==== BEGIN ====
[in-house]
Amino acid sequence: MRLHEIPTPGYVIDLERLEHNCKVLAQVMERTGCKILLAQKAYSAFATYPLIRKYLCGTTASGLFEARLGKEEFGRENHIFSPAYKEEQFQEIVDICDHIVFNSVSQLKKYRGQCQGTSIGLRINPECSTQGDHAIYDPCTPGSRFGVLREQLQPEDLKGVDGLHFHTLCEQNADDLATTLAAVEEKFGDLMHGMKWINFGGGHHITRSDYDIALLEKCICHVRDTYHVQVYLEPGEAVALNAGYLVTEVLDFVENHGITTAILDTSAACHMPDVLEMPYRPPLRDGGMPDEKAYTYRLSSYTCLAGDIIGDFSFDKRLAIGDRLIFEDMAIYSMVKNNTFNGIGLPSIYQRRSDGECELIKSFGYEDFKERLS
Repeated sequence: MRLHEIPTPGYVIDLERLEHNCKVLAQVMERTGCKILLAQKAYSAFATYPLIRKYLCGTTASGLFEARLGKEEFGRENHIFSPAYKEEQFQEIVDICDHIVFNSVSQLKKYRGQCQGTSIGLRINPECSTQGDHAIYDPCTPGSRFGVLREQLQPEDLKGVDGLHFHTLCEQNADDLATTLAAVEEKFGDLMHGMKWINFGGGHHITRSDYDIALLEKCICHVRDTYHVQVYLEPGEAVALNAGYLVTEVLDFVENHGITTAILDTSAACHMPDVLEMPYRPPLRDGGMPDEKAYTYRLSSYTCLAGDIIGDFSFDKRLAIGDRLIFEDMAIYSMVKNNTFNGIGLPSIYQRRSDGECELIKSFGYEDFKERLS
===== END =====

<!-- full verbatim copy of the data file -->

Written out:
[in-house]
Amino acid sequence: MRLHEIPTPGYVIDLERLEHNCKVLAQVMERTGCKILLAQKAYSAFATYPLIRKYLCGTTASGLFEARLGKEEFGRENHIFSPAYKEEQFQEIVDICDHIVFNSVSQLKKYRGQCQGTSIGLRINPECSTQGDHAIYDPCTPGSRFGVLREQLQPEDLKGVDGLHFHTLCEQNADDLATTLAAVEEKFGDLMHGMKWINFGGGHHITRSDYDIALLEKCICHVRDTYHVQVYLEPGEAVALNAGYLVTEVLDFVENHGITTAILDTSAACHMPDVLEMPYRPPLRDGGMPDEKAYTYRLSSYTCLAGDIIGDFSFDKRLAIGDRLIFEDMAIYSMVKNNTFNGIGLPSIYQRRSDGECELIKSFGYEDFKERLS
Repeated sequence: MRLHEIPTPGYVIDLERLEHNCKVLAQVMERTGCKILLAQKAYSAFATYPLIRKYLCGTTASGLFEARLGKEEFGRENHIFSPAYKEEQFQEIVDICDHIVFNSVSQLKKYRGQCQGTSIGLRINPECSTQGDHAIYDPCTPGSRFGVLREQLQPEDLKGVDGLHFHTLCEQNADDLATTLAAVEEKFGDLMHGMKWINFGGGHHITRSDYDIALLEKCICHVRDTYHVQVYLEPGEAVALNAGYLVTEVLDFVENHGITTAILDTSAACHMPDVLEMPYRPPLRDGGMPDEKAYTYRLSSYTCLAGDIIGDFSFDKRLAIGDRLIFEDMAIYSMVKNNTFNGIGLPSIYQRRSDGECELIKSFGYEDFKERLS